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Real advice from real students.

Got a question about student life? From program comparisons to admission requirements to residence reviews—get real answers from real Canadian students.

AleksandrKovalev

How hard is it to make it into U of T?

Hello, apologies for asking this, but I am wondering how hard it is to make it into the U of T. While I did manage to get the stats of some students that were admitted, they seem to have stellar averages and strong ECs. I am myself in Grade 10, but I have finished several Grade 11/12 courses already, so I have a rough understanding of how I might do (Pre-Calc 11 – 97%; Chem 11 AP – 96%; Comp. Programming – 100%; Business Comp. App. – 92%; History 12 – 98%). Certainly these marks are not exactly stellar, but, if I continue to uphold these standards, would I be eligible for early admission? I have not done that many ECs – was a part of school’s math team and physics team, but the results were not particularly impressive. I was originally considering UBC, but U of T appears to have more interesting programs. Also, what marks does U of T look at? If I apply for an Arts or Sci program, would they look at my Business mark?

9 Answers

  1. There is no general admissions average or requirements for getting into U of T. It’s all program specific. Some programs are competitive others less so. You might want to do some research starting here – https://www.ontariouniversitiesinfo.ca/

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  2. It’s program dependant, the cut-offs can vary widely depending on the major and/or campus. You can look up individual prerequisites on the U of T website. Only gr. 12 marks matter, so if it’s not a gr. 12 course, they wouldn’t look at it.

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  3. Your grades seem great to me, actually. Don’t stress about extracurricular, you never need them for applications unless you may be applying for something that needs a supplementary (which is not the norm). But still be involved because you need that kind of stuff for scholarships. Coming from someone who just went through the application stage with my classmates, I can tell you the competition is very showy, but not nearly as hard to get into programs as some make it out to be. If I’m being blunt, it’s damn easy if you have the grades (which, I know, is not always easy to get). I know plenty of students with average grades and even mediocre grades who got into U of T. Of course, it all depends on how competitive your program is, but if you keep up good work ethic U of T should be a breeze for you. Still, don’t make the mistake of taking senior year lightly. If there’s one thing I learned, three years of highschool do NOT prepare you for everything lol. Hope this helps.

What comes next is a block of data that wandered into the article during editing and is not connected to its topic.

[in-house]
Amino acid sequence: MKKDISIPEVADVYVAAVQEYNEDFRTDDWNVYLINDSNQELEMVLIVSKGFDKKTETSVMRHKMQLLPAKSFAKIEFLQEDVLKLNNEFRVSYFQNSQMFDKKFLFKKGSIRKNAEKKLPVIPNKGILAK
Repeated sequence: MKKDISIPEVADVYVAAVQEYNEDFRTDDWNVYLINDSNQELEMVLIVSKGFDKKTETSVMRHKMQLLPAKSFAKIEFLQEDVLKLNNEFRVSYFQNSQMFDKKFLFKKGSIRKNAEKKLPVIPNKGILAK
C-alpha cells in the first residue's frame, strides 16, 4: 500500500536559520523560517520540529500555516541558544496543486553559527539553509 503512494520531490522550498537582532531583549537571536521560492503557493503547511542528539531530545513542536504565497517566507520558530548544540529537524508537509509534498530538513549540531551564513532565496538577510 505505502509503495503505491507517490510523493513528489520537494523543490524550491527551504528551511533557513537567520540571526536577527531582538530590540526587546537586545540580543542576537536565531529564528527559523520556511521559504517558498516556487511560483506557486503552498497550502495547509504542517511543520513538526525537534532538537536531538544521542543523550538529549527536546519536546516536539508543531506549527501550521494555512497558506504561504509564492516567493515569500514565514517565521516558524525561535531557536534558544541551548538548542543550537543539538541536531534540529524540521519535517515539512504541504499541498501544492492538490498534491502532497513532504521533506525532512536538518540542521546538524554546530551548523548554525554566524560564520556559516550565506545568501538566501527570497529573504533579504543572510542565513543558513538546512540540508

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  4. Humble brag detected. If you are serious about post-secondary, do your research. You could have literally googled “U of T admissions requirements.” https://www.ontariouniversitiesinfo.ca/ – you can get into most undergraduate programs at U of T with 70s and low-mid 80s. The problem is staying in and finding a good job coming out. Many students get a reality check after they go to university, because unis don’t pander to students and inflate their grades like you have now in high school. Getting a 90+ average in uni puts you in the top 1% of the class. What is the point of grades when anyone and their mother can get 90s now. You have near 100% grades in most of your courses, and say that these are not stellar grades. Because you know that it’s not hard to get these in high school now. Teachers just pander to students and hand out A/A+ grades like pancakes. Finally, don’t think getting a degree is difficult. Almost anyone can go to university somewhere in Canada, for some program, and get a 4 year degree. Stats Canada shows that over 50% of the Canadian population between the age of 25-64 has a degree now. My plumber has a degree and he makes more money doing plumbing. My advice to you is to think back to your Gr.10 careers class and research careers, not universities. Nail down on 1-3 career paths, and then focus on what you need to get there. For example, do you want to become a firefighter or paramedic? Go to college. Do you want to become an electrician? Do a skilled trade. Do you want to become a doctor? Do any university degree (science degrees not required), and work your ass off to get into medical school (less than 5% acceptance rates in Canada). But in any event, getting into U of T and undergrad is the easy part. The hard part is actually staying in and doing well, and then landing a good job coming out.

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